The Department of Defense (“DoD”), General Services Administration (“GSA”), and National Aeronautics and Space Administration (“NASA”) recently released an interim rule implementing the first part of Section 889. This ban, which became effective August 13, 2019, sweeps broadly by prohibiting agencies from procuring the following “covered telecommunications equipment or services”:

  1. Telecommunications equipment produced by Huawei and ZTE Corporation;
  2. Video surveillance and telecommunications equipment used for public safety, surveillance of “critical infrastructure,” or national security purposes and produced by Hytera Communications Corporation, Hangzhou Hikvision Digital Technology Company, or Dahua Technology Company;
  3. Telecommunications or video surveillance services provided by such entities for any purpose; or
  4. Telecommunications or video surveillance equipment produced or provided by an entity that the Secretary of Defense determines is owned or controlled by, or otherwise connected to, the government of the People’s Republic of China.

The ban includes all affiliates and subsidiaries of the listed companies. Continue reading “5 Tips for Complying with New Section 889 Supply Chain Regulations”

The Supreme Court Expands the Meaning of “Confidential” Information under FOIA Exemption 4

Robyn N. Burrows

The Supreme Court in Food Marketing Institute v. Argus Leader Media, No. 18-481 (U.S. June 24, 2019) recently relaxed the standard for withholding confidential information under Exemption 4 of the Freedom of Information Act (“FOIA”)—a major win for contractors that regularly submit sensitive business information to the government.

Exemption 4 protects from disclosure trade secrets and commercial or financial information that is privileged or confidential. For the past 45 years, courts have been guided by the stringent “competitive harm” test first enunciated in National Parks & Conservation Association v. Morton, 498 F.2d 765 (D.C. Cir. 1974). This test allowed an agency to withhold information as “confidential” only if disclosure would (1) impair the government’s ability to obtain necessary information in the future, or (2) cause substantial harm to the competitive position of the person from whom the information was obtained. Many businesses objected to this test as overly burdensome and causing confusion about the showing required to establish substantial competitive harm. Continue reading “The Supreme Court Expands the Meaning of “Confidential” Information under FOIA Exemption 4”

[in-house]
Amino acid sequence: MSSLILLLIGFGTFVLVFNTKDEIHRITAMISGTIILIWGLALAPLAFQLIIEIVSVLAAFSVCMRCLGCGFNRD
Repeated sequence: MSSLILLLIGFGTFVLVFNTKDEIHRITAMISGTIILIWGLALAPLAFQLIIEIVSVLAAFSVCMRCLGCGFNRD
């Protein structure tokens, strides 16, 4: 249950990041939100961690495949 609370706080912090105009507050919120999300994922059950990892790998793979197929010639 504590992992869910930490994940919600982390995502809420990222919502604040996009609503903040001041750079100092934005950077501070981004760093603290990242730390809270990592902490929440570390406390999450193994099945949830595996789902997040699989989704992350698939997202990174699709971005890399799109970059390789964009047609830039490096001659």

OFCCP’s New Voluntary Program Exempts “High-Performing” Contractors from Compliance Evaluations

Robyn N. Burrows

On February 13, the Office of Federal Contract Compliance Programs (“OFCCP”) issued Directive 2019-04 which establishes a framework for the Voluntary Enterprise-wide Review Program (“VERP”). Under this new program, OFCCP will work with “high-performing” contractors to achieve sustained, corporate-wide compliance with the laws and regulations OFCCP administers and enforces requiring nondiscrimination and equal employment opportunity. Notably, participating contractors are removed from the pool of contractors scheduled for compliance evaluations.

Eligibility for Participation

Contractors can apply to the program beginning in fiscal year 2020. As part of the application, OFCCP will conduct compliance reviews of the contractor’s headquarters location as well as a sample or subset of establishments. Contractors must meet established criteria verifying basic compliance with OFCCP’s requirements and must further demonstrate their commitment to and application of successful equal employment opportunity programs on a corporate-wide basis. Continue reading “OFCCP’s New Voluntary Program Exempts “High-Performing” Contractors from Compliance Evaluations”

The Ninth Circuit Reluctantly Joins Majority of Courts in Mandating Escobar’s Two-Part Test for Implied Certification

Robyn N. Burrows

Over two years ago, the Supreme Court in Universal Health Servs. v. U.S. ex rel. Escobar, 136 S. Ct. 1989 (2016) upheld the implied certification theory of liability under the federal False Claims Act (“FCA”). Applying a two-part test, the Court stated that implied liability would attach where “at least two conditions” are satisfied: (1) the claim makes specific representations about goods or services provided and (2) the defendant’s failure to disclose noncompliance with a material statutory, regulatory, or contractual requirement renders those representations “misleading half-truths.” Courts interpreting Escobar have disagreed as to whether this two-part test is the exclusive means for establishing liability under the implied certification theory, or whether other circumstances might also trigger liability. For example, several courts have noted that Escobar’s reference to “at least two conditions” implies that other, unspecified factors might also be sufficient to create an implied certification claim. The Fourth Circuit, along with several other district courts, have adopted this more liberal view. Most other circuits that have addressed this issue, however, have found the two-part test to be mandatory. The First, Third, Fifth, and Seventh Circuits, as well as many district courts, have either explicitly or implicitly held that Escobar’s two-part test is the exclusive means of establishing implied certification. Continue reading “The Ninth Circuit Reluctantly Joins Majority of Courts in Mandating Escobar’s Two-Part Test for Implied Certification”